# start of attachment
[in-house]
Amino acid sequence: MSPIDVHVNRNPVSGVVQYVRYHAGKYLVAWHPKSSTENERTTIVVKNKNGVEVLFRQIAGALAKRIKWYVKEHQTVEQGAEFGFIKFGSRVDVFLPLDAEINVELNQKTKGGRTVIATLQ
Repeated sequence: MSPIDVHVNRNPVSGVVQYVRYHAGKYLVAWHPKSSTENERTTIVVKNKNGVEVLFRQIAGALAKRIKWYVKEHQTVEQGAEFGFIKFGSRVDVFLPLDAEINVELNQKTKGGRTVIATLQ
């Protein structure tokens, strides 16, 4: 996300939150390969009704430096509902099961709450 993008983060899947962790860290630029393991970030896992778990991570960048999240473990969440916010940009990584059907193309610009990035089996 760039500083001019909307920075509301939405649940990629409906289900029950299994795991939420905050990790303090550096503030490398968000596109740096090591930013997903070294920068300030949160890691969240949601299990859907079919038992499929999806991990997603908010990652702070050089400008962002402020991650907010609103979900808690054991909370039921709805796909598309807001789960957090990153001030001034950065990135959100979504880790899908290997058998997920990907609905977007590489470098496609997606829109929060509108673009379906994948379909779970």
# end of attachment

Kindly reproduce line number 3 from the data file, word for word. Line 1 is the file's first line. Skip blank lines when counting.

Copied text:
Repeated sequence: MSPIDVHVNRNPVSGVVQYVRYHAGKYLVAWHPKSSTENERTTIVVKNKNGVEVLFRQIAGALAKRIKWYVKEHQTVEQGAEFGFIKFGSRVDVFLPLDAEINVELNQKTKGGRTVIATLQ